The home was built in 1846 for a Mr John Hawdon, an Englishman who drove cattle overland from New South Wales to the Port Phillip District in 1836. He selected property in Heidelberg, a rural retreat for the landed gentry and very popular during the 1940s, that had splendid views of the Yarra River. Architect John Gill designed the property to be constructed in an Elizabethan style with french gables, crenellated oriel, pepper pot pinnacles and chimney groups and it had a part-shingled roof. The original roof was replaced with slate entirely by 1867.

Further additions were added to the property in a sympathetic style in 1908, designed by Architects Klingender & Alsop. A two storey wing was added to the south east and the kitchen block was linked to the house on the north side. Later on, in 1922, repair work was carried out. The house was altered by Yuncken Freeman Architects in 1975 for use by the National Gallery of Victoria.They removed internal walls and doors, added a chimney and filled in fireplaces.

Grand houses of this era were highly decorated with decorative mouldings. In this modern era it’s possible for middle class suburban residences to exude elegance and grandeur with the addition of lightweight, decorative mouldings. The Finishing Touch are the experts when it comes to quality decorative mouldings. So much easier to transport and attach, the new, modern decorative mouldings have opened up the possibilities for decorative finishes to new builds.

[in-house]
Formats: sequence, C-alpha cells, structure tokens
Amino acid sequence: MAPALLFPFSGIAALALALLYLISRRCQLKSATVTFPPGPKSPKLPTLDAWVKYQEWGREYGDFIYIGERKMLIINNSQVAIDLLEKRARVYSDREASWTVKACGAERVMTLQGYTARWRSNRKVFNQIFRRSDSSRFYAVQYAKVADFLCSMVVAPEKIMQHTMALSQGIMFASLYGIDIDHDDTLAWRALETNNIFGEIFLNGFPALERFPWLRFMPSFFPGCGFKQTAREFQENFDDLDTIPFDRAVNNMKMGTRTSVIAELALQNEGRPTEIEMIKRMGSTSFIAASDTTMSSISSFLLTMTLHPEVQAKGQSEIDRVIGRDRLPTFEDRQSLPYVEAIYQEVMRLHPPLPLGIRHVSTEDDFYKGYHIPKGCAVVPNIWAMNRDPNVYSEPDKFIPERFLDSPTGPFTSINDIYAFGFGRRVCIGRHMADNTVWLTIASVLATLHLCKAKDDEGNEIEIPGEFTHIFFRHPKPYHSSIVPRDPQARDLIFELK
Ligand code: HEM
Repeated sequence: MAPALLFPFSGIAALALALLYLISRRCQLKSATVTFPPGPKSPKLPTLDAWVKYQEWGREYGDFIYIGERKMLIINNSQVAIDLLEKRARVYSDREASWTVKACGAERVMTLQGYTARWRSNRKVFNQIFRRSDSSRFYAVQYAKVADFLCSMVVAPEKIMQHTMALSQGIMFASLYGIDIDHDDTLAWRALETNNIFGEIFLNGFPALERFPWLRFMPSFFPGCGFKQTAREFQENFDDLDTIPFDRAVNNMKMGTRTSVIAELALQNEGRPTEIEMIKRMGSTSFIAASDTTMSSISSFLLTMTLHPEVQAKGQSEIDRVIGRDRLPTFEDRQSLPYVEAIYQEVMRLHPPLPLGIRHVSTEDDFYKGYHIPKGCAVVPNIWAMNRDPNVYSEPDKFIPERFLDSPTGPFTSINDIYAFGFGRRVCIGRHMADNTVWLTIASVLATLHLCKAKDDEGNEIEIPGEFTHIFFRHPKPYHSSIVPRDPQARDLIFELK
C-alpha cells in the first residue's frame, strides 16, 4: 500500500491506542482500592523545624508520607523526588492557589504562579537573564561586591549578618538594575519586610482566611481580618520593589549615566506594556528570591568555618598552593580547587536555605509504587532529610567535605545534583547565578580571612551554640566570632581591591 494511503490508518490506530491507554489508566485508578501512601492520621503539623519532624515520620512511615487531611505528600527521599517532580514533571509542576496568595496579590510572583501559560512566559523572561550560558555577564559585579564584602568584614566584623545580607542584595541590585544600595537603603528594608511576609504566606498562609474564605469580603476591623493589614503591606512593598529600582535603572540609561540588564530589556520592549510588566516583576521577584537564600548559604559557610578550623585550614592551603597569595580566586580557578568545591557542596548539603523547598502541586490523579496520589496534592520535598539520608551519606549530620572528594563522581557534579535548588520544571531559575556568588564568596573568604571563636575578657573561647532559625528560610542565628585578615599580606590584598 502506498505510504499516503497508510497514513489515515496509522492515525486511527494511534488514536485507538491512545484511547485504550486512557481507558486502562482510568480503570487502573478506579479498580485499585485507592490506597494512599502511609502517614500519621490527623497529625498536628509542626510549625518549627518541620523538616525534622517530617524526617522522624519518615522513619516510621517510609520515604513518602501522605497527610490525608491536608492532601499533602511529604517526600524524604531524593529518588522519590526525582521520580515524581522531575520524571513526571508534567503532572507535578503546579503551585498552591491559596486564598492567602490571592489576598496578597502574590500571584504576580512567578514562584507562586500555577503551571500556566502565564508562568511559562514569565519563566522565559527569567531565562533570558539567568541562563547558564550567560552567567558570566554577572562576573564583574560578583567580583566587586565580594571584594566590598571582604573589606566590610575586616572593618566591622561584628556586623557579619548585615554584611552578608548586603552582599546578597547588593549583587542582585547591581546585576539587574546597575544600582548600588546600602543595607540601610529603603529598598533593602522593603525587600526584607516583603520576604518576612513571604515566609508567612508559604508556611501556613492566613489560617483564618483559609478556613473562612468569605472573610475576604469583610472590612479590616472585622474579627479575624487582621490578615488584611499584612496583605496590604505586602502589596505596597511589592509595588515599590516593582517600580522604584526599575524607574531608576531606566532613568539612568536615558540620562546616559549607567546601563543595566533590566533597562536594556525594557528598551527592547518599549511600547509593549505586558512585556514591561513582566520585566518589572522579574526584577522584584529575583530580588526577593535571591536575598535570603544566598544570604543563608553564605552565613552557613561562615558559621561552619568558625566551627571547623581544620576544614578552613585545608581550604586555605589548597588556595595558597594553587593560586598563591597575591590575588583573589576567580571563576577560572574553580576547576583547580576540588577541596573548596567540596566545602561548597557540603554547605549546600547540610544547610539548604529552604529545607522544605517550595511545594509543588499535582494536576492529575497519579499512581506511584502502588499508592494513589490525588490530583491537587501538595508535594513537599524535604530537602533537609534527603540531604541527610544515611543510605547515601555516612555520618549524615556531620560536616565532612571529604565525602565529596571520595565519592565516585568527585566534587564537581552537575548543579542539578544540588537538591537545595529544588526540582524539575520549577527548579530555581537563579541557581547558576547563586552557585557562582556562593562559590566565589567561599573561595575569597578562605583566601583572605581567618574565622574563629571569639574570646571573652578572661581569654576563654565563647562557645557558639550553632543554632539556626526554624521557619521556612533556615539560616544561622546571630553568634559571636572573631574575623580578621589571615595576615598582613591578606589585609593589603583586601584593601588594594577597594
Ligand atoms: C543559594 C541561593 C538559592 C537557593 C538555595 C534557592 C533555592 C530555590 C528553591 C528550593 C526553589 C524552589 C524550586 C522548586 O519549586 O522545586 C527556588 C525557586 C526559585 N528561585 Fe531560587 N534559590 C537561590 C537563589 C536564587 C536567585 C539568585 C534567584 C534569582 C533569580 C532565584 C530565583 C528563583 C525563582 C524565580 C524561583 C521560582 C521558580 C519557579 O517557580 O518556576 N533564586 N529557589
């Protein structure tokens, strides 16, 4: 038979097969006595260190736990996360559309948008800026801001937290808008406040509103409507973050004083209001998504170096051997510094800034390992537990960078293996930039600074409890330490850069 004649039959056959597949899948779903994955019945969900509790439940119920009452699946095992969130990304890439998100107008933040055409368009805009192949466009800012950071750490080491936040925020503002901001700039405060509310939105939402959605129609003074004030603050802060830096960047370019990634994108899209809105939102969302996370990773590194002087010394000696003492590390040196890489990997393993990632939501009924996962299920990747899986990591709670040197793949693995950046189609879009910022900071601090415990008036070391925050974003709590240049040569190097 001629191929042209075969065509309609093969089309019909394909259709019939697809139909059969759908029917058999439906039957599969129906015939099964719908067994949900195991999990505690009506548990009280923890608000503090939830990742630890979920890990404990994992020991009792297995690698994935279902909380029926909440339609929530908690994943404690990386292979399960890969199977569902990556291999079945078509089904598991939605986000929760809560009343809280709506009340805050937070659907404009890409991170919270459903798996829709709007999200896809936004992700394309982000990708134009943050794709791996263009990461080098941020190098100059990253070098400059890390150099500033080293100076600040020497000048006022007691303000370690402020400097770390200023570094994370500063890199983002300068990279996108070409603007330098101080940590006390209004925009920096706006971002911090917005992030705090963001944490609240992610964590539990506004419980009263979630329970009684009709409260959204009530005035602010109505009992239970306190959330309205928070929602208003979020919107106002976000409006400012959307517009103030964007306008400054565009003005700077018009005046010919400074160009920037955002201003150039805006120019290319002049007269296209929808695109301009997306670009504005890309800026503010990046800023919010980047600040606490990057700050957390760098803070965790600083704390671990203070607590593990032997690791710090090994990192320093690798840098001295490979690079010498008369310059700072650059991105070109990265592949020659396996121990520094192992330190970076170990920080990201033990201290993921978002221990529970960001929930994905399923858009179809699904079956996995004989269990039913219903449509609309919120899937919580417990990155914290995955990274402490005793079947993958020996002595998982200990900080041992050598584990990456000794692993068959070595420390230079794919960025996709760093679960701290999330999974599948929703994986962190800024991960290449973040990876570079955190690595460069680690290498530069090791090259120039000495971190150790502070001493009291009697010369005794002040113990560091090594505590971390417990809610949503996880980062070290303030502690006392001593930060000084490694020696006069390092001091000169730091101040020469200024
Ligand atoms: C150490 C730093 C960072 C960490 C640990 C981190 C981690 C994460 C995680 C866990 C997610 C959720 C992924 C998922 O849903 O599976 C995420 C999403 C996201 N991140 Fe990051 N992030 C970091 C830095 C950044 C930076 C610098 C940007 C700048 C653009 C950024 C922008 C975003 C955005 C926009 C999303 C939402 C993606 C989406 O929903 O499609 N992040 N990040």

Art Deco Style Burnham Beeches

Art Deco Burnham Beeches

Located adjacent to Sherbrooke Forest in the Dandenong Ranges outside Melbourne is the well known 22.5 hectare property, Burnham Beeches. This magnificent Art Deco mansion, known as the Norris building, was designed by Harry Norris and built in 1933 for the Nicholas family.

A rare, elaborate example of its type in Australia, it is comparable with works in Britain and the United States The vast three storey house is built in reinforced concrete and surrounded by significant gardens containing a mix of indigenous and exotic plantings designed by Hugh Linaker.

Art Deco Norris Bldg 3

The original concept, with substantial outbuildings, was a self-sustaining estate. Architect Harry Norris was a prominent Melbourne Architect at the time who designed many iconic buildings. The property is classified by the National Trust and is Heritage listed.

By 1965 a large proportion of the landscaped gardens became too difficult to maintain, so the lake along with 32 acres of garden was donated to the Shire of Sherbrooke (now the Yarra Ranges Shire Council) and named the Alfred Nicholas Memorial Gardens, open to the public. Three acres at the front of the property became a miniature village in the early 1970s and has since been transferred to Parks Victoria.